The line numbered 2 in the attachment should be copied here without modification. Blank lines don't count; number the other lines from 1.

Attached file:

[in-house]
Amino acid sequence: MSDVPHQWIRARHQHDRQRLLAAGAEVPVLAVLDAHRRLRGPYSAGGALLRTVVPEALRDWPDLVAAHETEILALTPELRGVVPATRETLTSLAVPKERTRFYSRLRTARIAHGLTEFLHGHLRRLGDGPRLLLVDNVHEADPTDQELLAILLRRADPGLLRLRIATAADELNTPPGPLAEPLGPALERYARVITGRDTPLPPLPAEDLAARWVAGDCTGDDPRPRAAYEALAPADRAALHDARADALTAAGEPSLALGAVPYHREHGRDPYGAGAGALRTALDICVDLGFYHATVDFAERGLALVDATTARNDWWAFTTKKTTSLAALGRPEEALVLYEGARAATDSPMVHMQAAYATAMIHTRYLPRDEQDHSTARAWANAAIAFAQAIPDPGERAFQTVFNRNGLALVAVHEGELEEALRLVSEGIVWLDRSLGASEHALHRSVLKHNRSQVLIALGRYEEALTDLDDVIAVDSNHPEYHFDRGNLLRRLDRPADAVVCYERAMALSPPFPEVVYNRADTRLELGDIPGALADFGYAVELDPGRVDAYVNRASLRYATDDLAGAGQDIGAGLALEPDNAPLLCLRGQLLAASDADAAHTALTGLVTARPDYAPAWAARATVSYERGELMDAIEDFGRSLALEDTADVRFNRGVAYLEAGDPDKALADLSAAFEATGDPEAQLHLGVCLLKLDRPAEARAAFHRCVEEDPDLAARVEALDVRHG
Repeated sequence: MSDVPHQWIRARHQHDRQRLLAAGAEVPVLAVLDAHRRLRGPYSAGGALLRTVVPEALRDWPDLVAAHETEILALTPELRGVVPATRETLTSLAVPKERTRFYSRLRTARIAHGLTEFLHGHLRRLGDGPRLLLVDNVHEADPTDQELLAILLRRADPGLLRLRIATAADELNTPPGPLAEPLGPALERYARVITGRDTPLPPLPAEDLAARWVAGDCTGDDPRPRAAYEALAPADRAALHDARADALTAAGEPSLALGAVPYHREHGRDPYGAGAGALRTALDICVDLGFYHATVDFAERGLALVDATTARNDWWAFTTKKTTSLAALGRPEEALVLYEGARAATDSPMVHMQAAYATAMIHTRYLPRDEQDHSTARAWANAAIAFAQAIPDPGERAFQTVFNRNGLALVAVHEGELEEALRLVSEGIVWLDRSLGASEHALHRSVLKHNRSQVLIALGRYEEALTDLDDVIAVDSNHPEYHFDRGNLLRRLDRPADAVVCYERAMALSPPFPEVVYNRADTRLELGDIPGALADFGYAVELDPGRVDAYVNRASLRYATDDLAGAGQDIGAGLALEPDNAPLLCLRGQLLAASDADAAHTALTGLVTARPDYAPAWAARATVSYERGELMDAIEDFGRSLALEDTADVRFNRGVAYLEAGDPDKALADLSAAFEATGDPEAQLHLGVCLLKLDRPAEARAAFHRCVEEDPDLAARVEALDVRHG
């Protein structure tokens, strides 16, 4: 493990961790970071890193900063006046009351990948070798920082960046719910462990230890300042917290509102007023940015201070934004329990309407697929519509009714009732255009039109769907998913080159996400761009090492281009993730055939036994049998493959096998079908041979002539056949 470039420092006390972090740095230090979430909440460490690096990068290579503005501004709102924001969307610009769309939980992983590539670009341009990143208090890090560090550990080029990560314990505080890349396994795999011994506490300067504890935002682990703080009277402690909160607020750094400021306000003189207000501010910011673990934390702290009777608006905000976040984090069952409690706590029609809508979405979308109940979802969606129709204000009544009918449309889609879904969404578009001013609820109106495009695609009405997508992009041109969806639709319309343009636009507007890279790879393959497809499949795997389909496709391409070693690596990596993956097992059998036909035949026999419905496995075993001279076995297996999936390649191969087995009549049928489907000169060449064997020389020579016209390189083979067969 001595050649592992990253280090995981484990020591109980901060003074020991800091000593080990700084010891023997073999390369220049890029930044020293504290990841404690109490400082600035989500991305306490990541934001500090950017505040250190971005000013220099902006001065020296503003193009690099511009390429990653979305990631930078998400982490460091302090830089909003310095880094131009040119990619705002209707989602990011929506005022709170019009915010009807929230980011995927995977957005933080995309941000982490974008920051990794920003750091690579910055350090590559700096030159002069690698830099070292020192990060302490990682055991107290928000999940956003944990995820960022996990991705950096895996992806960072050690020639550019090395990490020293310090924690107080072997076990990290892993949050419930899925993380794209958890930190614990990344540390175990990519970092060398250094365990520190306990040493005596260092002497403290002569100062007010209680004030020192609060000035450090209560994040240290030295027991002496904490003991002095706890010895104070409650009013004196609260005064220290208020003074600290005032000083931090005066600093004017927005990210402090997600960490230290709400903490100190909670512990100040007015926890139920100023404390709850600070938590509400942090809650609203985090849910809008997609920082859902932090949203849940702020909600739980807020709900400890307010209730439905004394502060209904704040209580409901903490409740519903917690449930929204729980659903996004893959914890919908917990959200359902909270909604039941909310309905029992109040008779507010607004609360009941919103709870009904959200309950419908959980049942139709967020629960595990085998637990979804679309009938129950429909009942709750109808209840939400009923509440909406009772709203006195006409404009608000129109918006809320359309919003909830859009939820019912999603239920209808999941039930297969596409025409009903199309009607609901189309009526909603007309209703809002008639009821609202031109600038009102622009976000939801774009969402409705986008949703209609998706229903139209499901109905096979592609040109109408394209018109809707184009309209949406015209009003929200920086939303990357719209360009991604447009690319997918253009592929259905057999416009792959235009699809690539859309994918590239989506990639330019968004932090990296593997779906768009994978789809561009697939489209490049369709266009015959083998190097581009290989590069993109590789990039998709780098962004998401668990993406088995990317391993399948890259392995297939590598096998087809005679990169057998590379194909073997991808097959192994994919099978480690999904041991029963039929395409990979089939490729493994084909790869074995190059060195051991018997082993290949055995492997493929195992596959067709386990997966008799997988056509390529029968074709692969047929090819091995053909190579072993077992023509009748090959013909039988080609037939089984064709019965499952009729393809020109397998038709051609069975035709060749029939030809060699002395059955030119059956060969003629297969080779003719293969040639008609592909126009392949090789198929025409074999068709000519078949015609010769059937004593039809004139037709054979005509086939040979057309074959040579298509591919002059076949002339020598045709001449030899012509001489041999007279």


Amino acid sequence: MSDVPHQWIRARHQHDRQRLLAAGAEVPVLAVLDAHRRLRGPYSAGGALLRTVVPEALRDWPDLVAAHETEILALTPELRGVVPATRETLTSLAVPKERTRFYSRLRTARIAHGLTEFLHGHLRRLGDGPRLLLVDNVHEADPTDQELLAILLRRADPGLLRLRIATAADELNTPPGPLAEPLGPALERYARVITGRDTPLPPLPAEDLAARWVAGDCTGDDPRPRAAYEALAPADRAALHDARADALTAAGEPSLALGAVPYHREHGRDPYGAGAGALRTALDICVDLGFYHATVDFAERGLALVDATTARNDWWAFTTKKTTSLAALGRPEEALVLYEGARAATDSPMVHMQAAYATAMIHTRYLPRDEQDHSTARAWANAAIAFAQAIPDPGERAFQTVFNRNGLALVAVHEGELEEALRLVSEGIVWLDRSLGASEHALHRSVLKHNRSQVLIALGRYEEALTDLDDVIAVDSNHPEYHFDRGNLLRRLDRPADAVVCYERAMALSPPFPEVVYNRADTRLELGDIPGALADFGYAVELDPGRVDAYVNRASLRYATDDLAGAGQDIGAGLALEPDNAPLLCLRGQLLAASDADAAHTALTGLVTARPDYAPAWAARATVSYERGELMDAIEDFGRSLALEDTADVRFNRGVAYLEAGDPDKALADLSAAFEATGDPEAQLHLGVCLLKLDRPAEARAAFHRCVEEDPDLAARVEALDVRHG